Photoelectric Effect


 In 1887, the German physicist Heinrich Rudolf Hertz discovered an interesting property of matter. This property is that physical materials emit charged particles when they absorb radiant energy (eg, light). Of course, not all substances absorb radiant energy, and the ones that don't will not emit charged particles. But it could readily be established that some substances do behave this way.

Hertz initially observed that the minimum voltage required to draw sparks from a pair of metallic electrodes was reduced when they were bathed in ultaviolet (UV) light, such as from a mercury vapor lamp. The more intense the UV light, the lower the required voltage became.

In the broadest sense, the substance in question can be solid, liquid, or gaseous; the radiant energy must be visible light, UV; X-rays; or gamma rays (cosmic radiation). The charged particles can be electrons or ions. However, in general practical use, the substance is a metal plate and the charged particles are electrons.

In any case, a second German physicist, Philipp Lenard, studied this phenomenon using a metal plate, and in 1900 concluded that the charged particles emitted were the same as those found in cathode rays. That is, they were electrons. By 1902, it had been shown that the resulting current (called photoelectric current because it was caused by light) is proportional to the intensity of the light causing it for any given frequency of light energy, and that the maximum kinetic energy imparted to any electron is independent of the intensity of the light, but is directly proportional to the frequency of the light.

In 1905, Albert Einstein worked out the primary equation involved, and by 1912, the requisite measurements could be made with high precision. These experiments confirmed the conclusion that light is not a continuously wave-like phenomenon, but rather involves particle-like "corpuscles" of energy, now called photons, which are the quanta of electromagnetic energy.

Background provide by 

Graphic provided by 

 absolute astronomy

It is a great site for information on quantum mechanics

    The incoming monochromic light (light composed of only one frequency) strikes the cathode and liberates the electron.  The move toward the anode Not because its attracted to it, but because it has kinetic energy and momentum. The Cathode/Anode (which creates a voltage between them) does negative work against the electron.  If it is enough work the electron is repeled.  If it isn't enough work then the electrons hit the anode and sent through a circuit and though a ammeter which measures the photoelectric current.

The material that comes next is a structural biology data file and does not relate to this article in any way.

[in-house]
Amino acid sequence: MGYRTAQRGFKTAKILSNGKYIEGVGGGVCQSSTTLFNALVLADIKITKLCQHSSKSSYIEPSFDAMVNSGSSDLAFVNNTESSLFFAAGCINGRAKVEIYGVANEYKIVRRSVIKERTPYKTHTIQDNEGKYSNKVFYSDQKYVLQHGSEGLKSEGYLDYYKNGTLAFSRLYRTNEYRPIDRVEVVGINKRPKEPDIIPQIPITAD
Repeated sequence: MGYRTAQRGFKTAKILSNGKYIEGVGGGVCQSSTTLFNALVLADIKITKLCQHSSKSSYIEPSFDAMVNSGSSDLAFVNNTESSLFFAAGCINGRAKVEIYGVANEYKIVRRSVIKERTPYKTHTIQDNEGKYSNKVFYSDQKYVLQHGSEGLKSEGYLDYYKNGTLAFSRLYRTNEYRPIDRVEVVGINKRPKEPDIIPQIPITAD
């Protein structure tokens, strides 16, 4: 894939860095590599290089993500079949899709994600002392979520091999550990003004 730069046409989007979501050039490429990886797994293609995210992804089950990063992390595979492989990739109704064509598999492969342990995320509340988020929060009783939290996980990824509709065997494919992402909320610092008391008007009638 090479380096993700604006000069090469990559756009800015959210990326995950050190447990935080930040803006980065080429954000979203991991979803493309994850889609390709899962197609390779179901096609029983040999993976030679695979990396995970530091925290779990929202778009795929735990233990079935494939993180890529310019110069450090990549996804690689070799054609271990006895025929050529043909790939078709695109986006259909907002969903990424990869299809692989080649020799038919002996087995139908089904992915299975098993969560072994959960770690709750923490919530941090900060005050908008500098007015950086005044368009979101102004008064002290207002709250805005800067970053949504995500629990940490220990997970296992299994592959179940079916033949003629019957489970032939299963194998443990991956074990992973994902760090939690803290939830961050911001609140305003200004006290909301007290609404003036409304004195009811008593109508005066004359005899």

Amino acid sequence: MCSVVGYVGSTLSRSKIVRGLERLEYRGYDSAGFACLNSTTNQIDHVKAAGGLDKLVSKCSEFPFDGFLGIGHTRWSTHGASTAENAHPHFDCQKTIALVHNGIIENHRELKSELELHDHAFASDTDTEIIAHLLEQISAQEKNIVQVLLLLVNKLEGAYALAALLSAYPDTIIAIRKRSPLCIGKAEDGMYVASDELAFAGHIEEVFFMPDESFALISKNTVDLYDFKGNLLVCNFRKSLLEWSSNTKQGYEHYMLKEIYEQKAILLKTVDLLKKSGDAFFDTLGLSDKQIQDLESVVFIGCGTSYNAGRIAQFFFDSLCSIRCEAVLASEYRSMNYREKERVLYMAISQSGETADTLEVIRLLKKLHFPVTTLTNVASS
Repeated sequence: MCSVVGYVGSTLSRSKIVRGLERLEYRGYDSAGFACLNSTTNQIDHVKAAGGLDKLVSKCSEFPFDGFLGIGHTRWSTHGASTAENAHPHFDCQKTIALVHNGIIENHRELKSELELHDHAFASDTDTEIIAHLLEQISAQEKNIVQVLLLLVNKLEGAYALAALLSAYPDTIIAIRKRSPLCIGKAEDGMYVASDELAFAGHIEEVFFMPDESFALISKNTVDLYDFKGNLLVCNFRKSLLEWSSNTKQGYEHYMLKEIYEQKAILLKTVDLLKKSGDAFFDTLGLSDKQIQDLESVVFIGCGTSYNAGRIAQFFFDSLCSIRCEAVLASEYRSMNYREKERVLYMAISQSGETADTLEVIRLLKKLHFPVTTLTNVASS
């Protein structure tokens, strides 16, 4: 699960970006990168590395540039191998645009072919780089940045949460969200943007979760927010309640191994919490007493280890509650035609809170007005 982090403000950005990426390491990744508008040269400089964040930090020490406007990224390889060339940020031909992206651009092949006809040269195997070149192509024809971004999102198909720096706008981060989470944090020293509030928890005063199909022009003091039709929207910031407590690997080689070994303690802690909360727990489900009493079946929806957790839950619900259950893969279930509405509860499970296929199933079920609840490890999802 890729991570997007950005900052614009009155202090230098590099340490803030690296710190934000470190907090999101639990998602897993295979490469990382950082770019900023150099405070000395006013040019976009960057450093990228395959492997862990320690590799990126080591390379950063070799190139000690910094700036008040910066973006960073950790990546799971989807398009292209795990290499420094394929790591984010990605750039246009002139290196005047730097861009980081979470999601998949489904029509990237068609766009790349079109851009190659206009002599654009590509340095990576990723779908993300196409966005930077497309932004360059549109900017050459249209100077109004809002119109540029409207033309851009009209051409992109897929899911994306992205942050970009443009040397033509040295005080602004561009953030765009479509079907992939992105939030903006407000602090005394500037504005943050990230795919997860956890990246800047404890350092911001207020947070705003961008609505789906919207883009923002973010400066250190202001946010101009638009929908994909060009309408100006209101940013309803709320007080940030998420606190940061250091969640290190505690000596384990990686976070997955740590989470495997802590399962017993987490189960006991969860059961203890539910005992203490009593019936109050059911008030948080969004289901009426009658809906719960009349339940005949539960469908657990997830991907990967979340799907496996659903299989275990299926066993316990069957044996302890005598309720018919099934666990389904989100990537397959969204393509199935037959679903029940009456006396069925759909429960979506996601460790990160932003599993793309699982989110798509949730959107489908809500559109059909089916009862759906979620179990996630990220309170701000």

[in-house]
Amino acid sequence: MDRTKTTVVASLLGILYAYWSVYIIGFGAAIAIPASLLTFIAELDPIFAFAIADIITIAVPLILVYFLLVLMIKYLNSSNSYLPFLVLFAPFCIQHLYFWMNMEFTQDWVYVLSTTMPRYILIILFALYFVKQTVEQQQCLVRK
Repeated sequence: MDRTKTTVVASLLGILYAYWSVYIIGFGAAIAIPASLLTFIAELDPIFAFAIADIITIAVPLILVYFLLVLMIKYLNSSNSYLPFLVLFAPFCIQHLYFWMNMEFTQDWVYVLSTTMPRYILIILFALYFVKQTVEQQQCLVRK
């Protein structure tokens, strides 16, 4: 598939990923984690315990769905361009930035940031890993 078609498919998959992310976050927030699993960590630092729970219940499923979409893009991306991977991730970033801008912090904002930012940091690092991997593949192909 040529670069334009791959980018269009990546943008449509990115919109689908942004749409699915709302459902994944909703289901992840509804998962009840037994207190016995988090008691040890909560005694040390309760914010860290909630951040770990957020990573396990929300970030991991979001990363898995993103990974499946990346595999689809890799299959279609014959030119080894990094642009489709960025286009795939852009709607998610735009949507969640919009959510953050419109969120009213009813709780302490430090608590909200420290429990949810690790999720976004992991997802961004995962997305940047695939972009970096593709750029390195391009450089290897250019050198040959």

The object of this experiment is to find the minimum voltage need to repel the electron that voltage is called the stoping voltage. That voltage time the charge of the electron is equal to the kinetic energy of the electron. 

 1. Light behaves two ways.  

   The first way is as a wave.  As a wave, light oscillates back and forth, it can move around barriers, and more importantly it could interfere with other light waves (if two pieces of light are in the same space, the amplitude of those two pieces of light are added together) which could make that point brighter or darker (or no light at all) 

        The second way is as a particle.  Particles a hard things that bounce around an collide with each other. Particles don't loop around buildings, they don't cancel each other out.  As a matter of fact if two particles try to occupy the same space the collide and either stick together or bounce off each other.

        Because light can take the property of a wave sometimes (more to the point all the time) and a particle sometimes (once again all the time), it said that light has a wave particle duality, and that it can infer with its self, deliver its energy in an all or nothing fashion like a wave, and slam in electron pushing them off a metal surface like a particle

2. It all or nothing, electrons bound to the surface of a metal need whats called a threshold frequency (or sometime a threshold wavelength) in order to liberated from the surface of the metal.  It would be more appropriate call it a threshold energy because it energy (or work if you will) that forces the electron off the surface. This threshold frequency is also called the work function. The relationship between the frequency and work function is 

               F = hf     where 

                                  F is the work function 

                                   f is the threshold frequency 

 3. The Photoelectric current is effected by the intensity of the light (hopeful this makes sense, more light coming in more electrons come off the surface).  But the kinetic energy each electron has is only effected by the wavelength of the light coming in. 

 4. When a voltage is applied so when the electrons moves from one side to the other the voltage does negative work equal to the amount of kinetic energy it is called the stopping voltage.  It called a stopping voltage because it actually repel the electron not allowing it to get to the other side.